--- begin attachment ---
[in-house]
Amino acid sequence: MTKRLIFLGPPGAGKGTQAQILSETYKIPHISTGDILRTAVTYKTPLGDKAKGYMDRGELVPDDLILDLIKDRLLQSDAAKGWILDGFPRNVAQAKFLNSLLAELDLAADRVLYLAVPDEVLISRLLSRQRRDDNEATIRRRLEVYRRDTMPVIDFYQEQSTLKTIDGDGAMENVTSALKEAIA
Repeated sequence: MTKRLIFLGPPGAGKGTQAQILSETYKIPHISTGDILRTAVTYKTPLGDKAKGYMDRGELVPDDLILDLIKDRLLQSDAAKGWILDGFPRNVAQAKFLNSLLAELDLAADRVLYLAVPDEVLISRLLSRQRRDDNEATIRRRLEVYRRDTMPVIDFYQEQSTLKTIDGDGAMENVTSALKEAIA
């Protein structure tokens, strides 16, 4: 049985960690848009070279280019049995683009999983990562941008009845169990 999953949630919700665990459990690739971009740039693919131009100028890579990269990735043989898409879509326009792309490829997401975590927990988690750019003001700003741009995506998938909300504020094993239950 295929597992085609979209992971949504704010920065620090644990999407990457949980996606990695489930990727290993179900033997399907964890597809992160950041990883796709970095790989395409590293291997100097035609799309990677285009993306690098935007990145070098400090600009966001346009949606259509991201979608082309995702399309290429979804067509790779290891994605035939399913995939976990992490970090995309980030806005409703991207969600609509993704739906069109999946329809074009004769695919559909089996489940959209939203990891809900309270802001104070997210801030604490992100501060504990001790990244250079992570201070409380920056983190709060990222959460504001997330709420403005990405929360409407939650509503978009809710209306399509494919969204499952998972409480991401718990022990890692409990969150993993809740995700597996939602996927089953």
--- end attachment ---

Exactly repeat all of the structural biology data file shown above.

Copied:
[in-house]
Amino acid sequence: MTKRLIFLGPPGAGKGTQAQILSETYKIPHISTGDILRTAVTYKTPLGDKAKGYMDRGELVPDDLILDLIKDRLLQSDAAKGWILDGFPRNVAQAKFLNSLLAELDLAADRVLYLAVPDEVLISRLLSRQRRDDNEATIRRRLEVYRRDTMPVIDFYQEQSTLKTIDGDGAMENVTSALKEAIA
Repeated sequence: MTKRLIFLGPPGAGKGTQAQILSETYKIPHISTGDILRTAVTYKTPLGDKAKGYMDRGELVPDDLILDLIKDRLLQSDAAKGWILDGFPRNVAQAKFLNSLLAELDLAADRVLYLAVPDEVLISRLLSRQRRDDNEATIRRRLEVYRRDTMPVIDFYQEQSTLKTIDGDGAMENVTSALKEAIA
């Protein structure tokens, strides 16, 4: 049985960690848009070279280019049995683009999983990562941008009845169990 999953949630919700665990459990690739971009740039693919131009100028890579990269990735043989898409879509326009792309490829997401975590927990988690750019003001700003741009995506998938909300504020094993239950 295929597992085609979209992971949504704010920065620090644990999407990457949980996606990695489930990727290993179900033997399907964890597809992160950041990883796709970095790989395409590293291997100097035609799309990677285009993306690098935007990145070098400090600009966001346009949606259509991201979608082309995702399309290429979804067509790779290891994605035939399913995939976990992490970090995309980030806005409703991207969600609509993704739906069109999946329809074009004769695919559909089996489940959209939203990891809900309270802001104070997210801030604490992100501060504990001790990244250079992570201070409380920056983190709060990222959460504001997330709420403005990405929360409407939650509503978009809710209306399509494919969204499952998972409480991401718990022990890692409990969150993993809740995700597996939602996927089953």